Key point 3-04. All states permit clergy to perform marriage ceremonies. However, some states permit only "ordained" or some other classification of clergy to perform marriage ceremonies. It is important for clergy to determine if they are legally authorized to perform marriages under applicable state law, and in addition to be aware of the legal qualifications for marriage and any license and reporting requirements prescribed by state law.
A North Carolina court ruled that the failure of a couple to obtain a valid marriage license prior to their wedding will not invalidate the wedding, but may expose the officiating minister to criminal prosecution pursuant to state law. A couple was married in 1993, and divorced in 2007. The couple later reconciled, and the wife moved back into the husband's home in 2012. They attended church every Sunday and established a relationship with their pastor. The pastor at first assumed that the couple was married, but they informed her they had divorced and reconciled, and that they intended to remarry, but "never made a solid date." According to the pastor, the couple "just said they wanted to do it, and I said, you know, give me a call and we'll get together and discuss it. And, you know, he got ill and we never had that meeting that they wanted to have."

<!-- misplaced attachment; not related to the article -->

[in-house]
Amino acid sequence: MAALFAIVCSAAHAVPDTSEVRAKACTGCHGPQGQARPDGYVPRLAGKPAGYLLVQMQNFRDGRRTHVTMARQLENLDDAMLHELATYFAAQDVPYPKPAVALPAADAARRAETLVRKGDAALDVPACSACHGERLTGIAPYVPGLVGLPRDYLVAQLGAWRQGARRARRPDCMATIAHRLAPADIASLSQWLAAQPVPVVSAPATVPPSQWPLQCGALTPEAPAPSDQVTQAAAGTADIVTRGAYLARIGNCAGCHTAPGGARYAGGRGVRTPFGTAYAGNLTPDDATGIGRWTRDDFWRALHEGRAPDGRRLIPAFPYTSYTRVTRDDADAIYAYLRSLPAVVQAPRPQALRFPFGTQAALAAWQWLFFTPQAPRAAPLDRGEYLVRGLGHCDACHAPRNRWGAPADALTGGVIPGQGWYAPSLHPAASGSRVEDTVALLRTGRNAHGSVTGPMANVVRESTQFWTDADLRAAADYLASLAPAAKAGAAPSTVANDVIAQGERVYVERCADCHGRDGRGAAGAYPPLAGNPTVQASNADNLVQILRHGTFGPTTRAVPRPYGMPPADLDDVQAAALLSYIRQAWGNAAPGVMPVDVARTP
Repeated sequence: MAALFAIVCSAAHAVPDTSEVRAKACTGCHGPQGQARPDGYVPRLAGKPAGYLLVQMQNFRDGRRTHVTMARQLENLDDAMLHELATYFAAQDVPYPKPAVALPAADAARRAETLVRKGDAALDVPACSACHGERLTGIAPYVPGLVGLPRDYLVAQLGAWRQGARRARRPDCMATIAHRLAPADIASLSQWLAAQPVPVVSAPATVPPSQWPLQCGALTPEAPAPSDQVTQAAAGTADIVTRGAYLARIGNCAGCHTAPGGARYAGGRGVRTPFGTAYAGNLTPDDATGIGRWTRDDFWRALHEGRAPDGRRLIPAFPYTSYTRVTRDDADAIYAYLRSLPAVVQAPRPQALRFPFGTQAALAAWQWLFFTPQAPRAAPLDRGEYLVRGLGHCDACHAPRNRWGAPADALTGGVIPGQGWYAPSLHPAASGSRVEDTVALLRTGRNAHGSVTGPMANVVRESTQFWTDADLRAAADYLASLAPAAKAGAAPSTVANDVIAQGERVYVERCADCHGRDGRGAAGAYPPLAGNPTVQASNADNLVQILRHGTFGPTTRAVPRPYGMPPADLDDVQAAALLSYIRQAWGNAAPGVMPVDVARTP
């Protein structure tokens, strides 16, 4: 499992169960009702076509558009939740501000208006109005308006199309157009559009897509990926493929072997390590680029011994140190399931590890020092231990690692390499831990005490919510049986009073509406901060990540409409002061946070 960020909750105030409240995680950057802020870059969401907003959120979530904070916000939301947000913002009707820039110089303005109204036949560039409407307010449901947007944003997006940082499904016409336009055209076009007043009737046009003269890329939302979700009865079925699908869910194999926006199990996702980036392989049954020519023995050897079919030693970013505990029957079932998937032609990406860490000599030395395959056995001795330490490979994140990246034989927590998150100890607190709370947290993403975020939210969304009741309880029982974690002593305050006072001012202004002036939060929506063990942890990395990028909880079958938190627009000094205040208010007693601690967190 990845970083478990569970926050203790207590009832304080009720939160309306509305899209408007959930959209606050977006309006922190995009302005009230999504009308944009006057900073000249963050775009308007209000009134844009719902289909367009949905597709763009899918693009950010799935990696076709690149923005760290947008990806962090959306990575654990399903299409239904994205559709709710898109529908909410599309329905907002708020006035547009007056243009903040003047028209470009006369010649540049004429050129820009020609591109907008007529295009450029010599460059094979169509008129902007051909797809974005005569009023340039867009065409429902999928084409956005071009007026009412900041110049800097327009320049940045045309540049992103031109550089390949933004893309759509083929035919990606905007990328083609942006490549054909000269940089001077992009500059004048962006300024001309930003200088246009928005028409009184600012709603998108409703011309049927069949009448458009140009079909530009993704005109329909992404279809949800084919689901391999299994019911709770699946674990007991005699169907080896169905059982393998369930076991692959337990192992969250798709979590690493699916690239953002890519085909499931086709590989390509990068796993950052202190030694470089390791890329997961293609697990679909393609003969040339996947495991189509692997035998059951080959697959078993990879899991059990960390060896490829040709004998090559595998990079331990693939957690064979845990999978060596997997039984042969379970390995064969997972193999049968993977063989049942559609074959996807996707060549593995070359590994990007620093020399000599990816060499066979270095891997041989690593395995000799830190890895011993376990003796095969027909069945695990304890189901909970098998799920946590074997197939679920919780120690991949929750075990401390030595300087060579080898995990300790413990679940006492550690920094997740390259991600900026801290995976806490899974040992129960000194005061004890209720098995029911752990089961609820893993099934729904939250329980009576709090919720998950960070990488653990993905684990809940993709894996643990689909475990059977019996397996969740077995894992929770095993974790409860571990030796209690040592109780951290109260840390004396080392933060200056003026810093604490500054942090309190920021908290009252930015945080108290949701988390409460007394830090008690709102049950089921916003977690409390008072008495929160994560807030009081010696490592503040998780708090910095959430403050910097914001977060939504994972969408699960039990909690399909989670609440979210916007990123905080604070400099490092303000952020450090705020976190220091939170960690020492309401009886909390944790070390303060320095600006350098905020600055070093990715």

The husband had chronic medical issues, and his wife cared for him. The husband became ill in November 2013, and required hospitalization. He was twice transferred from the hospital to a rehabilitation facility before returning to the hospital in December 2013. The couple discussed marriage while the husband was hospitalized, and decided to marry while he was still in the hospital. The wife asked a friend to be her maid of honor and witness, and she asked her son to be best man and a second witness.